The Australian Prudential Regulation Authority (APRA), which is responsible for regulating and monitoring registrable superannuation entities (RSEs), has published a guide for superannuation funds on the legislative requirement for trustees to confer equivalent rights as part of a transfer. Of note are the following excerpts from that guide:
APRA’s view is that rights can be distinguished from features of an RSE. Features which are determined, and can be changed, at the discretion of an RSE licensee provide no ongoing entitlement to a member, and are therefore not rights. Ultimately, what are features and what are rights will be determinable by an RSE’s governing rules. Generally, features may include the amount of fees that will be charged to a member, product features and particular investment options. (Paragraph 17)
That is, the current NTGPASS fee arrangement is not a right. If the Northern Territory Government decided to pass on to members the full costs of administering NTGPASS accounts this will be in the order of $700 per annum per member. As more members leave, the administration cost per member continues to increase. We expect that the selected fund will have administration fees considerably less than this.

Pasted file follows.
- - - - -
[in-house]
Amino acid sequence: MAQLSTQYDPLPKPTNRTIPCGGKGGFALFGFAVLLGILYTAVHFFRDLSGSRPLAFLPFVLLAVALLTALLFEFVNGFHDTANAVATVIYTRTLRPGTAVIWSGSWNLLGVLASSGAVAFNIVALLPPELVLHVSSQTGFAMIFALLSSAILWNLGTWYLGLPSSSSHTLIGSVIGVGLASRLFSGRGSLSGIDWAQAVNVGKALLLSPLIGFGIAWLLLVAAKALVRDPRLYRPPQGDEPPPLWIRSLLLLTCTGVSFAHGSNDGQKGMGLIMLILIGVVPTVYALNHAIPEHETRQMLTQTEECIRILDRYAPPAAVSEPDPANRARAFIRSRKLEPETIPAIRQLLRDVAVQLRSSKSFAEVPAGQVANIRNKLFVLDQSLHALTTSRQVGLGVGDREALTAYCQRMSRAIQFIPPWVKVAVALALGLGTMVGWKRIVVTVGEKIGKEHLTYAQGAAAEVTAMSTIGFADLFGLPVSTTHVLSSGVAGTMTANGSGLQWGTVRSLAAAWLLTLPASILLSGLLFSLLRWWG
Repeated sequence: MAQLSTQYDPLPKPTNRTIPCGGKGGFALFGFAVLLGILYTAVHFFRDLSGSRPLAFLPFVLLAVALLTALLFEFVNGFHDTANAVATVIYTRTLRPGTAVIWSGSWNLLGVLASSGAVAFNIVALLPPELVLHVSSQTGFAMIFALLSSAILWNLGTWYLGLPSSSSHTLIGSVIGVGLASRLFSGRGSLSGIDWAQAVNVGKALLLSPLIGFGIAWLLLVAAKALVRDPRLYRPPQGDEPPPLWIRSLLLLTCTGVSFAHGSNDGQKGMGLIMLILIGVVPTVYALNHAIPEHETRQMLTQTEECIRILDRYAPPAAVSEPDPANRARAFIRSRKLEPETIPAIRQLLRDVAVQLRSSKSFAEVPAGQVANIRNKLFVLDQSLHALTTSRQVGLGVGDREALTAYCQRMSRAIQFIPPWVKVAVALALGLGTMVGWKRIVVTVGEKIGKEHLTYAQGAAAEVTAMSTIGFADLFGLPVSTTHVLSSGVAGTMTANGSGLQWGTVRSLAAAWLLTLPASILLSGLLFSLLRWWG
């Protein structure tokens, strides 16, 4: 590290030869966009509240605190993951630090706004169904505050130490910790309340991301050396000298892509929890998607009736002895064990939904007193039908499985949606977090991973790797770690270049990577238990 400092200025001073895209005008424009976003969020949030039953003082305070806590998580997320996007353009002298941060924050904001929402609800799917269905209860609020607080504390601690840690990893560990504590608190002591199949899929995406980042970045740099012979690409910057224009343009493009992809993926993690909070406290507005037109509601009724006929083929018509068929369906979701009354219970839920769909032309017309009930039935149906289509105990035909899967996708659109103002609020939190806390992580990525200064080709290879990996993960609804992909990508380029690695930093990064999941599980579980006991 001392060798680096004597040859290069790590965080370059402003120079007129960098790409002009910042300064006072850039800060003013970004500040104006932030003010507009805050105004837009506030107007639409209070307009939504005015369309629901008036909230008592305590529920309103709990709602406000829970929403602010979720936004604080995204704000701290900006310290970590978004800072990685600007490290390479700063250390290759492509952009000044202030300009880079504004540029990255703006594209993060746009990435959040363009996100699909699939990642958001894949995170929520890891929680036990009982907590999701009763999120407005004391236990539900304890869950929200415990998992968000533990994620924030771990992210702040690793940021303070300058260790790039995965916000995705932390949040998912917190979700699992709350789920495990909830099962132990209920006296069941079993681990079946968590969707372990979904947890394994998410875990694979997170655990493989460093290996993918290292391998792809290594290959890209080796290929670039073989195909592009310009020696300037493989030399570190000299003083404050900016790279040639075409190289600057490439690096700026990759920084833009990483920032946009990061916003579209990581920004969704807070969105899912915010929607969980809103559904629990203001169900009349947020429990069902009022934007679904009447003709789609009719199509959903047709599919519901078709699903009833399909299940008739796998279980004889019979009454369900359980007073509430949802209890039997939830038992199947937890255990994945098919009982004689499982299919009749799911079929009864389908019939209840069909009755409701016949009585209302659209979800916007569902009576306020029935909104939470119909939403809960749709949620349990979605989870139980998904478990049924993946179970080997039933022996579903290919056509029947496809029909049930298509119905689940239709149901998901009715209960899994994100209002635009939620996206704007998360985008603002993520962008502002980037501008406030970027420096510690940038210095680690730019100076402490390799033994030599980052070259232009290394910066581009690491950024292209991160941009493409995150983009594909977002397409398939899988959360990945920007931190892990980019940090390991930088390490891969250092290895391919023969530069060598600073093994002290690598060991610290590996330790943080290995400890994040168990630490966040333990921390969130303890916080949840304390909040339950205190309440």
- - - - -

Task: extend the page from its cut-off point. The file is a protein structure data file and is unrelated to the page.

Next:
APRA considers that the assessment of "equivalent rights" means that the members’ rights in the receiving RSE are required to be equivalent, but not equal, to their rights in the transferring RSE. Accordingly, APRA expects a transferring RSE licensee and a receiving RSE licensee would undertake the assessment of equivalent rights on a "bundle of rights" basis. In determining which rights are to be bundled and considered together, APRA expects an RSE licensee would give appropriate weighting to significant rights and the materiality of any changes to individual rights. APRA considers that a ‘line by line’ comparison of every right is unlikely to be required. (Paragraph 21)
In determining whether equivalent rights are provided, it is appropriate to weigh up all the rights provided in respect of NTGPASS accumulation accounts against those of other funds. Of particular relevance to NTGPASS members over age 60 is that if their accumulation account is with another fund they will be able to commence an account based pension while still working and while accruing further defined benefits. This is a very significant improvement over what is currently possible, particularly as earnings on the investments supporting those pensions are tax free (at the moment earnings in your NTGPASS account are taxed at the rate of 15 per cent) and because NTGPASS members currently need to leave the scheme altogether if they want to use their accumulation account to fund an account based pension.
In addition, once members reach age 65, they will be able to immediately withdraw money from their accumulation accounts while remaining NTGPASS members (and continuing to accrue their defined benefit). This is not currently an option for NTGPASS members under the existing arrangements. Again, to access any of their superannuation they are currently required to cease NTGPASS membership.
Last updated: 12 June 2020